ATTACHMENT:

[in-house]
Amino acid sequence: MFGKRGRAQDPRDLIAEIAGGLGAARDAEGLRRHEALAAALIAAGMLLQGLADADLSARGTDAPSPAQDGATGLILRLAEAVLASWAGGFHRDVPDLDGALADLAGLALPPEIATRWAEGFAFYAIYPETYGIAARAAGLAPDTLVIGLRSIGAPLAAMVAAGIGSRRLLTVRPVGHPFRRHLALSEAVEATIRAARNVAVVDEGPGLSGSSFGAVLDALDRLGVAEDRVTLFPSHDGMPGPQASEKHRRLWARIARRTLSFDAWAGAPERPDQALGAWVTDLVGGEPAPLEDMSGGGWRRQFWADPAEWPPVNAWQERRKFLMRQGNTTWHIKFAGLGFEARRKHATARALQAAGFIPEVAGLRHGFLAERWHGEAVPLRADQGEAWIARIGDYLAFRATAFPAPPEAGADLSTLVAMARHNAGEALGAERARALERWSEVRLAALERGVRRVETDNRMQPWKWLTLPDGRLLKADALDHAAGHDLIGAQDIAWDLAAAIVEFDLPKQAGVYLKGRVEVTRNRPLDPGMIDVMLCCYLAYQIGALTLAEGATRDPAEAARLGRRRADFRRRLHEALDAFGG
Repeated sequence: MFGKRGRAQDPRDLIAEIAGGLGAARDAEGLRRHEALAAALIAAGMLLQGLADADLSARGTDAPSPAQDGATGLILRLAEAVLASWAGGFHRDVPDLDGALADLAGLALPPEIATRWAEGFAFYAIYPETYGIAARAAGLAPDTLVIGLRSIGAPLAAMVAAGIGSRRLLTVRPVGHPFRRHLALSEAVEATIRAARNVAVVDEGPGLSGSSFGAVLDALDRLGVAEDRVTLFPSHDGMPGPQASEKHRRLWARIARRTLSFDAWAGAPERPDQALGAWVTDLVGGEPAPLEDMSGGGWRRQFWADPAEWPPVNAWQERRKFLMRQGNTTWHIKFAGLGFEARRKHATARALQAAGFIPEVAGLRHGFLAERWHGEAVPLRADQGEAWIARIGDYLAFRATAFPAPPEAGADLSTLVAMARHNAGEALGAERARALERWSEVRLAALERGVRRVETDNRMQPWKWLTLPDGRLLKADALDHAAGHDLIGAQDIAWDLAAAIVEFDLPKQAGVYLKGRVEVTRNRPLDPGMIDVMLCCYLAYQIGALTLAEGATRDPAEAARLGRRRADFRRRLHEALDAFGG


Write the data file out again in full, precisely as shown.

[in-house]
Amino acid sequence: MFGKRGRAQDPRDLIAEIAGGLGAARDAEGLRRHEALAAALIAAGMLLQGLADADLSARGTDAPSPAQDGATGLILRLAEAVLASWAGGFHRDVPDLDGALADLAGLALPPEIATRWAEGFAFYAIYPETYGIAARAAGLAPDTLVIGLRSIGAPLAAMVAAGIGSRRLLTVRPVGHPFRRHLALSEAVEATIRAARNVAVVDEGPGLSGSSFGAVLDALDRLGVAEDRVTLFPSHDGMPGPQASEKHRRLWARIARRTLSFDAWAGAPERPDQALGAWVTDLVGGEPAPLEDMSGGGWRRQFWADPAEWPPVNAWQERRKFLMRQGNTTWHIKFAGLGFEARRKHATARALQAAGFIPEVAGLRHGFLAERWHGEAVPLRADQGEAWIARIGDYLAFRATAFPAPPEAGADLSTLVAMARHNAGEALGAERARALERWSEVRLAALERGVRRVETDNRMQPWKWLTLPDGRLLKADALDHAAGHDLIGAQDIAWDLAAAIVEFDLPKQAGVYLKGRVEVTRNRPLDPGMIDVMLCCYLAYQIGALTLAEGATRDPAEAARLGRRRADFRRRLHEALDAFGG
Repeated sequence: MFGKRGRAQDPRDLIAEIAGGLGAARDAEGLRRHEALAAALIAAGMLLQGLADADLSARGTDAPSPAQDGATGLILRLAEAVLASWAGGFHRDVPDLDGALADLAGLALPPEIATRWAEGFAFYAIYPETYGIAARAAGLAPDTLVIGLRSIGAPLAAMVAAGIGSRRLLTVRPVGHPFRRHLALSEAVEATIRAARNVAVVDEGPGLSGSSFGAVLDALDRLGVAEDRVTLFPSHDGMPGPQASEKHRRLWARIARRTLSFDAWAGAPERPDQALGAWVTDLVGGEPAPLEDMSGGGWRRQFWADPAEWPPVNAWQERRKFLMRQGNTTWHIKFAGLGFEARRKHATARALQAAGFIPEVAGLRHGFLAERWHGEAVPLRADQGEAWIARIGDYLAFRATAFPAPPEAGADLSTLVAMARHNAGEALGAERARALERWSEVRLAALERGVRRVETDNRMQPWKWLTLPDGRLLKADALDHAAGHDLIGAQDIAWDLAAAIVEFDLPKQAGVYLKGRVEVTRNRPLDPGMIDVMLCCYLAYQIGALTLAEGATRDPAEAARLGRRRADFRRRLHEALDAFGG